Clojure for dummies: a kata

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Reference: Clojure for dummies: a kata

It's good to see someone trying Clojure and sharing his experiences. Congratulations are due for getting it up and running and finishing a kata.

Giorgio Sironi:

Clojure is a LISP dialect; if you have ever been forced to use LISP in a computer science class, I understand your resistance towards this class of totally functional languages.

I appreciate his honesty here. Universities have traditionally used Lisp to teach functional programming. They often neglect to mention that mosts Lisps are not purely functional. In fact, they lie to the students in the name of pedagogy. People leave Programming Languages class with many false notions about Lisp.

In fact, LISP for many of us means lots of Reverse Polish Notation where (+ 1 2) evaluates to three; absence of for cycles [loops] and other commodities to privilege tail recursion; and absolute lack of state in the form of variables (the state isn't really absent: I've seen it on the stack.)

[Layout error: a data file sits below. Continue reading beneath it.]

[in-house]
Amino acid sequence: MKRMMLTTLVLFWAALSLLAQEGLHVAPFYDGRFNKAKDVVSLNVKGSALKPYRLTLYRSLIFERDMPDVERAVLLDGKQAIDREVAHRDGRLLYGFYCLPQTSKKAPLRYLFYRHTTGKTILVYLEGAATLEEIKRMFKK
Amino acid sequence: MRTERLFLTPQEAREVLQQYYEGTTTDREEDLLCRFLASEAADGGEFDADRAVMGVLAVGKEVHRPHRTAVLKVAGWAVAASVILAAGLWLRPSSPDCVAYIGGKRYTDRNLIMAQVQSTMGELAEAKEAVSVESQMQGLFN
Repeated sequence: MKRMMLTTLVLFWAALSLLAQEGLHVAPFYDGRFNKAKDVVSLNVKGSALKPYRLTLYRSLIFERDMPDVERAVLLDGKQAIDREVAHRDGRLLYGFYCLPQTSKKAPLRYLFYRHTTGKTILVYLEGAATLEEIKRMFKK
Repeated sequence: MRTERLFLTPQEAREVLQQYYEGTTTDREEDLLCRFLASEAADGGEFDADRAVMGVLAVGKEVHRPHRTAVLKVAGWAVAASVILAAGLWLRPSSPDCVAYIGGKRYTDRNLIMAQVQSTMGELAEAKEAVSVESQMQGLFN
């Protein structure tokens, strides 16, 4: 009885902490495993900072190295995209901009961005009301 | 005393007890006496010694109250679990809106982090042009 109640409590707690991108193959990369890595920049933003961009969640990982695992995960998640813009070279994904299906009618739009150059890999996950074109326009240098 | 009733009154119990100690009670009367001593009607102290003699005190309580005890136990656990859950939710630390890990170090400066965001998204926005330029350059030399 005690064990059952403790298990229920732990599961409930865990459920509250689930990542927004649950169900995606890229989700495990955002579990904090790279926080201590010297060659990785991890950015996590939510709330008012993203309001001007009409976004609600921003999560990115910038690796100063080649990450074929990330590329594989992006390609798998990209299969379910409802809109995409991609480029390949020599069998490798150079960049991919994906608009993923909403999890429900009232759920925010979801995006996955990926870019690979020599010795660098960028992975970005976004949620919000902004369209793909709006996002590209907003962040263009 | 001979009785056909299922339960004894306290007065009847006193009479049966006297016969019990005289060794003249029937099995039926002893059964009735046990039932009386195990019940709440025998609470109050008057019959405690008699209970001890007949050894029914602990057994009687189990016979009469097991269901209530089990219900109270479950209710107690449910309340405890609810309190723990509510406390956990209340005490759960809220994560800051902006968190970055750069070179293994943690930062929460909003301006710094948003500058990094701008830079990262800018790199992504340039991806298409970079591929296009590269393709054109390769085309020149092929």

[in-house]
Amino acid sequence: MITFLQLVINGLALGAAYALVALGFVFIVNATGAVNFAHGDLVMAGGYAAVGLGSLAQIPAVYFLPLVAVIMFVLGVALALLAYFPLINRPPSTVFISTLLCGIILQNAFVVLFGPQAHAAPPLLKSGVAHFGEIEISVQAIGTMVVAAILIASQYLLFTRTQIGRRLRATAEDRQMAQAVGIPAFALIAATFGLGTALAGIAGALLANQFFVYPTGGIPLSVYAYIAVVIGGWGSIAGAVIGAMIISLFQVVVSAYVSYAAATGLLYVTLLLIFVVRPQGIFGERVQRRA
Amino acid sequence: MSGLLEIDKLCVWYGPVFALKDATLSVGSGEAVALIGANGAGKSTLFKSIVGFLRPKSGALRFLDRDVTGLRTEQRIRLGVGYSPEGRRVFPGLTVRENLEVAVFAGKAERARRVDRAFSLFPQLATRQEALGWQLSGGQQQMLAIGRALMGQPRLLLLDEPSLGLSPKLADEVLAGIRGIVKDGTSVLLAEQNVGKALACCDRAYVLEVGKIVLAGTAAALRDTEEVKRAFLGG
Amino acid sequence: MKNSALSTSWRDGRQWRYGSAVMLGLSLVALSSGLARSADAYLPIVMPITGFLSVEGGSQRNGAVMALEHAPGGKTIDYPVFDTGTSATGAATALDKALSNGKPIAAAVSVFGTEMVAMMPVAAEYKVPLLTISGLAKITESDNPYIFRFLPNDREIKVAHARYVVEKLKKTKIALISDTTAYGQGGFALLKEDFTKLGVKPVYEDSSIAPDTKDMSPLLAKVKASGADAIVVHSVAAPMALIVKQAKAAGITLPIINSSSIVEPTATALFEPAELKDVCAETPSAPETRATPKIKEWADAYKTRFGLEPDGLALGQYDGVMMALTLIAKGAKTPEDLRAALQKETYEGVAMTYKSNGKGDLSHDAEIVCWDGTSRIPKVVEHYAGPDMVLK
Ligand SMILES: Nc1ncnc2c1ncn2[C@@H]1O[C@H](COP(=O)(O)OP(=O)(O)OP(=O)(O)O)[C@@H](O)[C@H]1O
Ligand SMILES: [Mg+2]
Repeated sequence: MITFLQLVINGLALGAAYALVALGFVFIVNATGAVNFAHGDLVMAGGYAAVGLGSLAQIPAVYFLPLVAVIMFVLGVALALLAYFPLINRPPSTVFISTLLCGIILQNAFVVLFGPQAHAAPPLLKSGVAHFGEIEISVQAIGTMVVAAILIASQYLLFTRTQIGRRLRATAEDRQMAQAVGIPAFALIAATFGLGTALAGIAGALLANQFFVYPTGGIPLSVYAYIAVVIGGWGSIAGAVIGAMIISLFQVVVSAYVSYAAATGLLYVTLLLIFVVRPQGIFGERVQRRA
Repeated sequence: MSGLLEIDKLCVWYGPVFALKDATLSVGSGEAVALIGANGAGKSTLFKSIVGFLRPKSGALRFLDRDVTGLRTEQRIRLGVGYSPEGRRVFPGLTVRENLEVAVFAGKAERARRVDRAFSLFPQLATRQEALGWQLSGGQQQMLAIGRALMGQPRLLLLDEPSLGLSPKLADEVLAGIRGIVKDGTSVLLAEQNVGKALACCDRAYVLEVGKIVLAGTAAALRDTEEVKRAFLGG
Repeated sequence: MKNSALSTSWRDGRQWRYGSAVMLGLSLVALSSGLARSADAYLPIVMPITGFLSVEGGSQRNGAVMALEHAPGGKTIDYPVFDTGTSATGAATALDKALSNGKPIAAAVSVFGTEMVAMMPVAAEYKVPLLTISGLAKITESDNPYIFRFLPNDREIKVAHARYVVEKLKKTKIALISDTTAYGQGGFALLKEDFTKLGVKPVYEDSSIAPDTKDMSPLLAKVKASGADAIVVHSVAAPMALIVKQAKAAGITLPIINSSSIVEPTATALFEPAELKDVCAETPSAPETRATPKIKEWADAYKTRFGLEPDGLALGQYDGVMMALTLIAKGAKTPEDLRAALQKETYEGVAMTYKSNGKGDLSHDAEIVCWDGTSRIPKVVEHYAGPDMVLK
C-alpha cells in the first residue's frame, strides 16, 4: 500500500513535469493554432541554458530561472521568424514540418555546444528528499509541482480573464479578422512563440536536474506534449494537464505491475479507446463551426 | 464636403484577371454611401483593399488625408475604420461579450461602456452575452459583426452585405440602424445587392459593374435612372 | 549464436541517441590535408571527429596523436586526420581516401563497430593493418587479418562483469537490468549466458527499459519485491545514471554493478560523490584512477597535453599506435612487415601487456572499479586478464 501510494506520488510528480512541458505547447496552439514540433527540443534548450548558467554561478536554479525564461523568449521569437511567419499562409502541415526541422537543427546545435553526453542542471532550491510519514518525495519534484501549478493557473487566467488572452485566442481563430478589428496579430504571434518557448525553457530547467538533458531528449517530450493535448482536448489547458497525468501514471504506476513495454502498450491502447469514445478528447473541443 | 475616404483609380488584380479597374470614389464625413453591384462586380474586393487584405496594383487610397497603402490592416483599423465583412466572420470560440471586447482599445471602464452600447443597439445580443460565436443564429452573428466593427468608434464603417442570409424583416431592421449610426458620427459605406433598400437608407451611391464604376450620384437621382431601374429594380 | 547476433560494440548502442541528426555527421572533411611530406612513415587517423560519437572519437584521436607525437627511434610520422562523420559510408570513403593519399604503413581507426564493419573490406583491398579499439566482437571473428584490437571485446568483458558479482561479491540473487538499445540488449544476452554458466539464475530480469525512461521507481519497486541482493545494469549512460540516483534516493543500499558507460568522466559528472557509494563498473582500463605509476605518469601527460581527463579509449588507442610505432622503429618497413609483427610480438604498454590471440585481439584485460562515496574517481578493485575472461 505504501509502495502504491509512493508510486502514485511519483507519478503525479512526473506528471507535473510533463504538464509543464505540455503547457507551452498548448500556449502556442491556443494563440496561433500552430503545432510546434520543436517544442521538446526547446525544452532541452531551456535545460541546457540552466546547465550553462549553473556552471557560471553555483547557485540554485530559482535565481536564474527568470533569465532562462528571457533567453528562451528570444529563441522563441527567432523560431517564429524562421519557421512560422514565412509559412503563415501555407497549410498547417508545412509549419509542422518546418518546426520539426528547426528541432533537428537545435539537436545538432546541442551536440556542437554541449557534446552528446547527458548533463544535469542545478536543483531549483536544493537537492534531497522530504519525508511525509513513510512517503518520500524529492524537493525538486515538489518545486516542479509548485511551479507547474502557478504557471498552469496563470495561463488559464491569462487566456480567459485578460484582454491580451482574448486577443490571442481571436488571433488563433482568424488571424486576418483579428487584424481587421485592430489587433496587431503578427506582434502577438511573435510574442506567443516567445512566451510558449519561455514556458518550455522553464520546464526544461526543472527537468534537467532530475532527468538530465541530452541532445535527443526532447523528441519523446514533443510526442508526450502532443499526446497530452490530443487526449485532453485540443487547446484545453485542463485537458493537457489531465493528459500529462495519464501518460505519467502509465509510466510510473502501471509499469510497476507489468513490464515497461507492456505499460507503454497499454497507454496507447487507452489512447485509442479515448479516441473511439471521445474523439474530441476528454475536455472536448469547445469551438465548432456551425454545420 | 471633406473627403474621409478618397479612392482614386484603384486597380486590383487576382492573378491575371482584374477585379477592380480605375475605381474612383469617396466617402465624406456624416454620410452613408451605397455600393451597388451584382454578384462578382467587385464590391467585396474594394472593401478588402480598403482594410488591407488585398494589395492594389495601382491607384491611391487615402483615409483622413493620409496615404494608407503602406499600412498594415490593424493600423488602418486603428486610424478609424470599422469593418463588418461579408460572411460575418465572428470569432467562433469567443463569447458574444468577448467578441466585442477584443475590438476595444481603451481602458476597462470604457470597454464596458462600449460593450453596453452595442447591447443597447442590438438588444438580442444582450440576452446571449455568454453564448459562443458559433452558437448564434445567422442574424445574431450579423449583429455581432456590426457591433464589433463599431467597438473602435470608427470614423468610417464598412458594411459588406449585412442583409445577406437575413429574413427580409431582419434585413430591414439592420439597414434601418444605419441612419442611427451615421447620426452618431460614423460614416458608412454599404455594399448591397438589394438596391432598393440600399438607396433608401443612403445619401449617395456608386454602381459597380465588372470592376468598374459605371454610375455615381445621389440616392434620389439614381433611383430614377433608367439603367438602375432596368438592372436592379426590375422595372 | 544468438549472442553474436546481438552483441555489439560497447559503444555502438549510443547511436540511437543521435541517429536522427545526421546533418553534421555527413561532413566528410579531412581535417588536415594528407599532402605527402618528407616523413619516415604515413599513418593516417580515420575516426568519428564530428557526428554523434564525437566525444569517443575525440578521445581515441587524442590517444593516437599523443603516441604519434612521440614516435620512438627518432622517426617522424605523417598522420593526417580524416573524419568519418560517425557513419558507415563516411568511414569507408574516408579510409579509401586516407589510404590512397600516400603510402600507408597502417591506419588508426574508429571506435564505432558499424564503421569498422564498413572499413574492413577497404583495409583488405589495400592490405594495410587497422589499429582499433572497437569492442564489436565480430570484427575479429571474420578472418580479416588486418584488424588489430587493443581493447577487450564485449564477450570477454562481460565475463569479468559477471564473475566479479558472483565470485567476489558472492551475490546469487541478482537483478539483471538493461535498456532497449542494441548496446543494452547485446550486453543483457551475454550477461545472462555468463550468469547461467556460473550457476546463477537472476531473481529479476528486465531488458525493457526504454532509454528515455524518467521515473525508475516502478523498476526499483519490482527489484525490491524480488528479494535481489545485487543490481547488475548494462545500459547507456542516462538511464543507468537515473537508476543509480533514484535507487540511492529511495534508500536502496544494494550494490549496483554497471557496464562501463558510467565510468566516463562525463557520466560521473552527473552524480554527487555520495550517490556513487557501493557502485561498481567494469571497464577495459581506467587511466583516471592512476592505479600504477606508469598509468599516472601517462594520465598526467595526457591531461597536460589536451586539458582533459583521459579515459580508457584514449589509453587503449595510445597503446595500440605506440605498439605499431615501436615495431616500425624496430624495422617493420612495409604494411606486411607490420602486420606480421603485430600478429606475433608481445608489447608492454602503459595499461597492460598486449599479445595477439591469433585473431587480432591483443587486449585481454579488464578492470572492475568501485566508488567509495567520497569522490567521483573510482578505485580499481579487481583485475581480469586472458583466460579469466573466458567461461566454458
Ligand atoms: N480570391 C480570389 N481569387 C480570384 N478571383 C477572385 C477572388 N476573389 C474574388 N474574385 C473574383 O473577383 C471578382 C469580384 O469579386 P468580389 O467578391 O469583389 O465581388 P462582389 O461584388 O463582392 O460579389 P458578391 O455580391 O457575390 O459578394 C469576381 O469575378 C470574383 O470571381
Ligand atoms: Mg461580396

In Reverse Polish notation, the same expression would be (2 1 +). Lisp uses Polish notation, otherwise known as Prefix notation.

Common Lisp, in fact, has more loops than Java. Java has for, while, and the sadder do..while loops. Common Lisp's loop macro alone trumps any other language I know for imperative and stateful iteration. In addition to loop, Common Lisp defines dotimes, dolist, do, do* (a variation on do), and the loops for symbols in a package do-symbols, do-external-symbols, and do-all-symbols.

The fact that a non-lisper believes something about Lisp so false yet so common hints that something is very wrong. The misconception "absolute lack of state in the form of variables" will be familiar to many Lisp programmers who talk to non-lispers.

Download and unzip the last release of Clojure. Start up a class by specifying clojure-1.3.0.jar in the classpath :

    java -cp clojure-1.3.0.jar clojure.main

It's nice that Clojure is so easy to run.

Again, thumbs up to Giorgio for finishing a kata in a new language. Keep up with the Clojure!